Dominic Thiem and Alexander Zverev are both looking to bag a breakthrough first Grand Slam title when they face off behind closed doors in the US Open final on Sunday.
It will be the 27-year-old Thiem’s fourth major tennis final and his second in a row after reaching the last-two in Australia this year, while Zverev, 23, is playing his first.
Thiem joked after his straight-sets semi-final victory over Daniil Medvedev that if he loses, he might have to contact a multiple-Slam winner who lost four finals before winning his first, and then going on to win two more.
“If I win, I have my first. If not, I probably have to call Andy Murray (about) how it is with zero,” the Austrian said ahead of the showdown inside Arthur Ashe Stadium.
Sunday’s showpiece brings to a close a US Open unlike any other — the coronavirus pandemic meant no fans have been allowed into Flushing Meadows and players have been tested for COVID-19 regularly.
This year’s field at the Billie Jean King US National Tennis Center in New York was also depleted by the absence of Swiss legend Roger Federer and defending champion Rafael Nadal.
The tournament was also blown wide open by the disqualification of world number one and heavy favorite Novak Djokovic in the last 16 for hitting a line judge with the ball.
It means the 2020 US Open will crown a first-time Grand Slam champion for the first time since Croatian Marin Cilic won at Flushing Meadows in 2014.
It also means a Grand Slam champion other than Djokovic, Nadal or Federer for the first time since Switzerland’s Stan Wawrinka won the third of his majors at the 2016 US Open.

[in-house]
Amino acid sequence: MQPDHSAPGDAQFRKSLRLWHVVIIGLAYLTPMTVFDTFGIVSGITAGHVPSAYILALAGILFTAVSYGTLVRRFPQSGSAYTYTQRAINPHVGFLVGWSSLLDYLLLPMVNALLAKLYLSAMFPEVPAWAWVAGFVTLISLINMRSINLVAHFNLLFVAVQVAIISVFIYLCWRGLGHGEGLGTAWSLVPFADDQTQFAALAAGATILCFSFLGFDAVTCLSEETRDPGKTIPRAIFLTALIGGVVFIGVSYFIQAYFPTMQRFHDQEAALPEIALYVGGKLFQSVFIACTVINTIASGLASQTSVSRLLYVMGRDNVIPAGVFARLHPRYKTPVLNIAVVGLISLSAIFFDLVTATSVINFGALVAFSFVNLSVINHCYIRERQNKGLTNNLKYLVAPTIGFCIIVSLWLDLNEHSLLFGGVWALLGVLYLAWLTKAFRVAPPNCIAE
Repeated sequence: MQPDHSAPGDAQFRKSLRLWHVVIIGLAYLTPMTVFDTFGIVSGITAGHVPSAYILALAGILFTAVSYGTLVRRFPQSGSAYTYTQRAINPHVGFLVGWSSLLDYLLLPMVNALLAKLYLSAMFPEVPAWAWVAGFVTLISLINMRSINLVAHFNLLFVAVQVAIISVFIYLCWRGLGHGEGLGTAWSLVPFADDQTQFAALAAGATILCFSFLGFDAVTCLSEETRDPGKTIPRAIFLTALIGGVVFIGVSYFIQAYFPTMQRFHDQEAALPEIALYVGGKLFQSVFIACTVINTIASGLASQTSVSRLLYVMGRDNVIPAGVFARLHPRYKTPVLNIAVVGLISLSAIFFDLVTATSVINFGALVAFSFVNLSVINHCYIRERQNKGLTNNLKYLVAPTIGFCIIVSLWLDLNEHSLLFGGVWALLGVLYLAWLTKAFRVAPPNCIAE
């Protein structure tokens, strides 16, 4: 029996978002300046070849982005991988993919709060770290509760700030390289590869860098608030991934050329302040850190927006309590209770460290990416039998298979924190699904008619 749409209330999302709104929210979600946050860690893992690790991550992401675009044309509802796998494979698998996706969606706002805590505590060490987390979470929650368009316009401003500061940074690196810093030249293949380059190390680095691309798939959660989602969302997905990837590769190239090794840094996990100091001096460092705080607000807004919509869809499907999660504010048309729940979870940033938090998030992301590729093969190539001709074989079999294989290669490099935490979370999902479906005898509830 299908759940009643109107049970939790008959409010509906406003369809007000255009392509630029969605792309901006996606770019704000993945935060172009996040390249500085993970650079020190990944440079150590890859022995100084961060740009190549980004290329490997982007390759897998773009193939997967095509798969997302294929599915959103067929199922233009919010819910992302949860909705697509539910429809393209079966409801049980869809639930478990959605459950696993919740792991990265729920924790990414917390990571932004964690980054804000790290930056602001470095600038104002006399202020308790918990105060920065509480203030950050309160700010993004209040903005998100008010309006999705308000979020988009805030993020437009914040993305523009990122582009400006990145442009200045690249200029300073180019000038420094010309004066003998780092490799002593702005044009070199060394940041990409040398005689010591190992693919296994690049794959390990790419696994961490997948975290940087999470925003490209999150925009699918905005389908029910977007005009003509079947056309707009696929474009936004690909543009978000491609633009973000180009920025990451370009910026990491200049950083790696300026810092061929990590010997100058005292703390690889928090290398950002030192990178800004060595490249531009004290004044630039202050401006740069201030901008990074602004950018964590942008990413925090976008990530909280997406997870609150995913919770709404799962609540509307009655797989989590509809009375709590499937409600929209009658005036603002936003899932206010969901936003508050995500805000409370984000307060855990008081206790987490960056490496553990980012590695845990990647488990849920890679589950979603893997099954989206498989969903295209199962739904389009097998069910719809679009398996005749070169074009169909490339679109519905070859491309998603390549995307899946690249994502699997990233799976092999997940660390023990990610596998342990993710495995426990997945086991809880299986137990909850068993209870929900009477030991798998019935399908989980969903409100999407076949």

For Thiem, also a runner-up at the French Open in 2018 and 2019, it is a golden opportunity to clinch that elusive first Slam title.
“It’s the biggest goal and also the biggest dream I have in my tennis career since a few years,” said Thiem, who lost in five sets to Djokovic in Melbourne this year.
“It was really tough to digest that loss in Australia as I was super close back then. I’m happy that I gave myself a pretty short time after that (for) another chance.”
Thiem is 7-2 against Zverev, with whom he says he has a “a great friendship and a great rivalry,” including a four-set win in the semi-finals during that run to the Melbourne finals.
Thiem admits there is “huge pressure,” with both he and Zverev “working very hard since a long time” to enter the pantheon of Slam champions.
“I expect a very tough, very open match,” said the world number three.
“His first serve is one of, if not, the best out there right now. It’s so fast, so precise. That will be a key point. Try to put many balls back in play.”
Zverev is the first German man to reach the final of a tennis major since Rainer Schuttler at the 2003 Australian Open.
He is also bidding to become the first German to win the US Open since Boris Becker in 1989.
Zverev has looked less convincing than Thiem throughout his run to the final, at times struggling with second serves and groundstroke forehands.
But he will be brimming with confidence after coming from two sets down for the first time in his career to beat Spain’s Pablo Carreno Busta and reach the final.
He also has, arguably, less to lose.
“I have a chance. I’m looking forward to it. I’m just excited about it,” said Zverev, the world number seven.